by Randy Corn
John MacArthur is a pastor, a nationally-syndicated radio speaker, and educator. However, he may well leave his most lasting mark as a writer. Many have benefited from his New Testament commentary series, and have also been instructed by his books on many contemporary issues of concern to evangelicals, like the Lordship-Salvation debate. His willingness to engage issues debated by the church had led the California pastor to write Charismatic Chaos in 1992, a book which dealt with what he then saw as the essential differences between Charismatics and non-charismatic evangelicals. In Strange Fire (Thomas Nelson, 2013) he revisits the subject, showing some of how the intervening history has allowed a further deviation from biblical worship.
The subtitle of this book is “the danger of offending the Holy Spirit with counterfeit worship.” This theme is developed across twelve chapters which are evenly divided into three parts: Part 1 – Confronting a Counterfeit Revival; Part 2 – Exposing the Counterfeit Gifts; and finally, Part 3 – Rediscovering the Spirit’s True Work.
As one might expect, MacArthur begins with the story of Nadab and Abihu and the “strange fire” they offered in an act of worship at the tabernacle in Leviticus 10. In commenting on this incident he writes, “The crux of their sin was approaching God in a careless, self-willed, inappropriate manner, without the reverence He deserved.” It is the author’s contention those who believe the “sign gifts” of the New Testament are still active today have actually done with such gifts. Never one to mince words, MacArthur says of this movement, “It has warped genuine worship through unbridled emotionalism, polluted prayer with private gibberish, contaminated true spirituality with unbiblical mysticism, and corrupted faith by turning it into a creative force for speaking worldly desires into existence.”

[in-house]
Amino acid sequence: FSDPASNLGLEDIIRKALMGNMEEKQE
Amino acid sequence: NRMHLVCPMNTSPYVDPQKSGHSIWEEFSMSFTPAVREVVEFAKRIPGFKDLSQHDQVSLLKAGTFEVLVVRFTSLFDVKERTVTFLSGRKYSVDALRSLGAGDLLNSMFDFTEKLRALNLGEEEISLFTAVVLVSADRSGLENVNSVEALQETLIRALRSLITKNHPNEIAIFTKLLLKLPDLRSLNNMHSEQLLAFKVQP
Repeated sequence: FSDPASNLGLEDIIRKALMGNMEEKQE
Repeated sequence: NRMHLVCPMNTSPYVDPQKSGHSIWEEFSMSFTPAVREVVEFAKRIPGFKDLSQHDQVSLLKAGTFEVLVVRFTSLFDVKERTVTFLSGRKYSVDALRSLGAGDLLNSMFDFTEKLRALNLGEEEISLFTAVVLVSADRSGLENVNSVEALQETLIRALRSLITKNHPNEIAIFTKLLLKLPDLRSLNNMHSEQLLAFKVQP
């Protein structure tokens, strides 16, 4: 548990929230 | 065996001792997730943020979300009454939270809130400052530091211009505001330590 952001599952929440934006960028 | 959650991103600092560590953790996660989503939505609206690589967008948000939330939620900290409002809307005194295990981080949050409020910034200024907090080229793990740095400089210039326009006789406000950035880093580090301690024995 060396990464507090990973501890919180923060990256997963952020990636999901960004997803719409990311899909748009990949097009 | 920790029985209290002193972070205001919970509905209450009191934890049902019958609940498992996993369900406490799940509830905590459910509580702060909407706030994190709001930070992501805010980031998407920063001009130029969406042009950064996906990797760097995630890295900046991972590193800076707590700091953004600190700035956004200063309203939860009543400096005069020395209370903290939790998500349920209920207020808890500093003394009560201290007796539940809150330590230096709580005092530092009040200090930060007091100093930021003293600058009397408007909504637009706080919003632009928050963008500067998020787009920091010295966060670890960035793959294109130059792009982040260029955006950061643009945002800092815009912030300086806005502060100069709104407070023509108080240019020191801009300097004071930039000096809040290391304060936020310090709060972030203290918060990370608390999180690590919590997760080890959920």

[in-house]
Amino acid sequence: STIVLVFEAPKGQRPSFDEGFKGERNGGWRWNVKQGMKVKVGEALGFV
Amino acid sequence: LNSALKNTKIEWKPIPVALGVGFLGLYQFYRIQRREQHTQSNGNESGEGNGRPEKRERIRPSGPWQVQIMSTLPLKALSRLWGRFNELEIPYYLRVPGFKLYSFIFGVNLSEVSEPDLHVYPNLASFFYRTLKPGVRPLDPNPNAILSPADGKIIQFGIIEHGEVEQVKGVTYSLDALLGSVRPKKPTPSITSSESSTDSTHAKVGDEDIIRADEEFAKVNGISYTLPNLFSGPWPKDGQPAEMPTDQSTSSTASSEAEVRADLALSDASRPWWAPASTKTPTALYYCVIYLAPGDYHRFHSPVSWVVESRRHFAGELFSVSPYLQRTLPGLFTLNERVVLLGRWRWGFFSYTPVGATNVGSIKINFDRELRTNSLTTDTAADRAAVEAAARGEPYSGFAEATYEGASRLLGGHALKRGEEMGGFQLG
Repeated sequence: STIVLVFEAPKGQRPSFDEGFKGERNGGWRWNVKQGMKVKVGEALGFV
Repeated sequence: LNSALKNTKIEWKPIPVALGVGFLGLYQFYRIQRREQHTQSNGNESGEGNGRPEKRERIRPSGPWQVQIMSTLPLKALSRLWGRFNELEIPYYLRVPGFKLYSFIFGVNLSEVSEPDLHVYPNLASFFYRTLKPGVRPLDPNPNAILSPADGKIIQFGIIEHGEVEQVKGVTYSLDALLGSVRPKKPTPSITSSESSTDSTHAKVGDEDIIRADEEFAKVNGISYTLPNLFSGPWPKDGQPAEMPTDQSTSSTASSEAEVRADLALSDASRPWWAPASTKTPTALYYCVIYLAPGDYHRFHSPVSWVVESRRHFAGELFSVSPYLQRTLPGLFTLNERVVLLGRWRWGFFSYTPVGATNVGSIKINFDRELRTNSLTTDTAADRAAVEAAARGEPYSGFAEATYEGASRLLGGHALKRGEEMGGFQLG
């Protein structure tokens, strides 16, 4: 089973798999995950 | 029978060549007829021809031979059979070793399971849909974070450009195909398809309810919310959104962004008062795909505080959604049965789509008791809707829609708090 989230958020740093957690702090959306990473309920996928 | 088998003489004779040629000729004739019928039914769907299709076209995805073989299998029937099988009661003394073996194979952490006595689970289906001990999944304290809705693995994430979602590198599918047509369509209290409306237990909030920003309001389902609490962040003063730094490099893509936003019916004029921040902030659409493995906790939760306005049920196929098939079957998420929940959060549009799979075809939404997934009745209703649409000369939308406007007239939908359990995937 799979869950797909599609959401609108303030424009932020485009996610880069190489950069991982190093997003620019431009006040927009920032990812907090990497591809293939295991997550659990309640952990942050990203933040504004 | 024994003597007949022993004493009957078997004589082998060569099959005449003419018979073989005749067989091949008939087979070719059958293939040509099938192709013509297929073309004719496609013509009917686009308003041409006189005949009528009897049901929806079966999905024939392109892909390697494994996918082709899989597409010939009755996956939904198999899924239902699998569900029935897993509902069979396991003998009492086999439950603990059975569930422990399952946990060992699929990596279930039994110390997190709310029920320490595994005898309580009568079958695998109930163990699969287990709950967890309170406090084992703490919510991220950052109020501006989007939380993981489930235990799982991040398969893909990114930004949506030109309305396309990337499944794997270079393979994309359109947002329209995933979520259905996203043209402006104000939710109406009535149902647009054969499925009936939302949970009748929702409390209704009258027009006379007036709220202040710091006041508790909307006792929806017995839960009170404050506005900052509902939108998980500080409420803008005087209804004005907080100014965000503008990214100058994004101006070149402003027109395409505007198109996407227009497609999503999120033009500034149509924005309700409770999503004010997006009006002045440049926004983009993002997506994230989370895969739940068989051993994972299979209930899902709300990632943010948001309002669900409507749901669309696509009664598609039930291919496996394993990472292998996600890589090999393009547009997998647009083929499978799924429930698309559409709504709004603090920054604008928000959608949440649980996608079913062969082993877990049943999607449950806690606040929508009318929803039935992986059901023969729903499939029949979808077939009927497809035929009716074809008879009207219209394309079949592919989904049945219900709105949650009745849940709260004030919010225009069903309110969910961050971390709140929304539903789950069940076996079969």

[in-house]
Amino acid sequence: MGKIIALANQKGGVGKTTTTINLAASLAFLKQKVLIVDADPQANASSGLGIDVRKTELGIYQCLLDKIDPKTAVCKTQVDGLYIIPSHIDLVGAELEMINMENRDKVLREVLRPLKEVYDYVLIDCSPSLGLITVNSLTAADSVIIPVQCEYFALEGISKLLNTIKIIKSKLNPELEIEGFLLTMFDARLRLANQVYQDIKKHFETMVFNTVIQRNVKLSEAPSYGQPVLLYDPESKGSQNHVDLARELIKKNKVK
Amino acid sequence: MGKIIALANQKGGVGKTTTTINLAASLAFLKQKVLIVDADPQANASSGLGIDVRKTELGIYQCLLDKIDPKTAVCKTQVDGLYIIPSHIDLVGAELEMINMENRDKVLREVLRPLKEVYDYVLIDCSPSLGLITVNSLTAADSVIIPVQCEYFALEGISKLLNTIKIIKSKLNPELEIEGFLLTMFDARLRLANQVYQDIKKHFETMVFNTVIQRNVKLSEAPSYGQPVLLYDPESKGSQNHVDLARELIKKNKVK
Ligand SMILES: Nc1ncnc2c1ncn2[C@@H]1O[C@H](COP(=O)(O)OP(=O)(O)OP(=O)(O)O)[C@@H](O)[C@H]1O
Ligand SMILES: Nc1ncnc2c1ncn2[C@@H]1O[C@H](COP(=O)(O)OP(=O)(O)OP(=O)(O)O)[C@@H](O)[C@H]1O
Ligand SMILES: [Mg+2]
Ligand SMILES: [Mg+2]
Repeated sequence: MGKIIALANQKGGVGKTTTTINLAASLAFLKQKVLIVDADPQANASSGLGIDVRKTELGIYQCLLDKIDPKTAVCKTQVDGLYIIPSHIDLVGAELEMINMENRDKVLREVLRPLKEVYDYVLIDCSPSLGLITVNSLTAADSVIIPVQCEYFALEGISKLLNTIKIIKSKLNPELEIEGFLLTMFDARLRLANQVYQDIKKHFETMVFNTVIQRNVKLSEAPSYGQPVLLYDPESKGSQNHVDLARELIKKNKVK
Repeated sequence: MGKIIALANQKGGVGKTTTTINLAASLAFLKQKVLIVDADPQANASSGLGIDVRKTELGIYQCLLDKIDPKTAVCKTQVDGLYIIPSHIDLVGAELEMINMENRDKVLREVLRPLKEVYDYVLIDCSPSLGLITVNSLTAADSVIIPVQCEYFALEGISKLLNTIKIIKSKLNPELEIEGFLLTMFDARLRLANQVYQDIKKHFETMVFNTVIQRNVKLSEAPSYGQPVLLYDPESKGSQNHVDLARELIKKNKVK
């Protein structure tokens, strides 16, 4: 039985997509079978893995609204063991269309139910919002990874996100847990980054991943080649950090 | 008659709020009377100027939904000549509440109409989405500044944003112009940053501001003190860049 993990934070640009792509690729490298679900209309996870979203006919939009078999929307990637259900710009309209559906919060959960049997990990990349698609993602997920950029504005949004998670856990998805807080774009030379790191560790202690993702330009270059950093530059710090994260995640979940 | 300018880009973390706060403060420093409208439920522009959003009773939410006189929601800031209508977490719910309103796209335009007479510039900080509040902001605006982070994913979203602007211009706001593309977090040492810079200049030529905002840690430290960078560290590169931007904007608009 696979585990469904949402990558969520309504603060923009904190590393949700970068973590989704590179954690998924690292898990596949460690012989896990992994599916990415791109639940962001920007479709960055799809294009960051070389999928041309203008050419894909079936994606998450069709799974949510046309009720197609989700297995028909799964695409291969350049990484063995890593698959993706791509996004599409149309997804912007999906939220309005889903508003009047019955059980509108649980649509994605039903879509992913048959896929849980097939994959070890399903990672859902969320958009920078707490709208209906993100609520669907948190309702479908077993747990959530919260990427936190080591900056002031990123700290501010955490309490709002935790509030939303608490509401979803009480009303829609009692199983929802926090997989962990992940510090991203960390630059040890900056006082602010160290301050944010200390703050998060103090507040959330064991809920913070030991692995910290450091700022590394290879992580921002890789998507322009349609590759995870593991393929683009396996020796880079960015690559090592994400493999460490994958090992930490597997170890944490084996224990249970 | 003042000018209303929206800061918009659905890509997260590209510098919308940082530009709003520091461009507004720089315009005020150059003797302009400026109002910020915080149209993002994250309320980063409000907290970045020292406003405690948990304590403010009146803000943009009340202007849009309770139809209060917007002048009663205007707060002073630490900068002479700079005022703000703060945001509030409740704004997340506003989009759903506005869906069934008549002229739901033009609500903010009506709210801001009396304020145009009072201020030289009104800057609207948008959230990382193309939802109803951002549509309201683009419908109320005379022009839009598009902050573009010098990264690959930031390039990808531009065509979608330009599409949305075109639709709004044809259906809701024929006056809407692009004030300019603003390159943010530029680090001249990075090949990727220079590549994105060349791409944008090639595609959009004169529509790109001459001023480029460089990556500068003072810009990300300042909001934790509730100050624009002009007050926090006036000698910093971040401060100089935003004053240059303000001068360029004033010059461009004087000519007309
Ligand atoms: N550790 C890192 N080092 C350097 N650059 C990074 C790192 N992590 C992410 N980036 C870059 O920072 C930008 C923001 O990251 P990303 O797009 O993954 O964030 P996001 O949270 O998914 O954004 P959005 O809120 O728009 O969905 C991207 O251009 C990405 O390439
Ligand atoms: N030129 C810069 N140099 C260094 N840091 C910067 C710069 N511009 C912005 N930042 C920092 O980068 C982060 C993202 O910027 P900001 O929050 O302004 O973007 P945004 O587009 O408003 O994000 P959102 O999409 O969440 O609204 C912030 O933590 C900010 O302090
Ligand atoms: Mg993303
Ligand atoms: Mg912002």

When I picked this book up, I thought it might be an attack on the extremes of the Charismatic movement, but it is much broader than that. Essentially MacArthur lumps together all the Pentecostals, neo-Pentecostals, and charismatics. This broad-brush approach had me a bit concerned at times. It just seems too harsh to class the sincere and godly men I have known in the Assemblies of God with Joel Osteen. I know that many of my friends in the Pentecostal church are far more biblical than that. I suppose MacArthur would say they aren’t biblical enough.
That objection being stated, I have to say it was interesting to read about both the history and the extremes of this movement. It is alarming, but at the same time I do think it creating a distance between biblical Christianity and whatever it is that the Charismatics are producing. I have to think that sooner or later their brand of religion will collapse. Of course, I wonder if evangelicals were saying that about the Church of Jesus Christ of Latter-Day Saints when they were becoming well-established in Utah and evangelical leaders realized that it would not simply go away. Even so, it is important to be aware of what is going on in the name of God. Some of it clearly is “strange fire.”
This is the kind of book that a lot of people will be talking about. Some will read it for that reason, but it should also be read because it is presenting some important information and adds to ones comprehension of the ecclesiastical terrain.
 John MacArthur, Strange Fire: The Danger of Offending the Holy Spirit with Counterfeit Worship (Nashville: Thomas Nelson, 2013), 1 (ebook edition).
 Ibid., 2.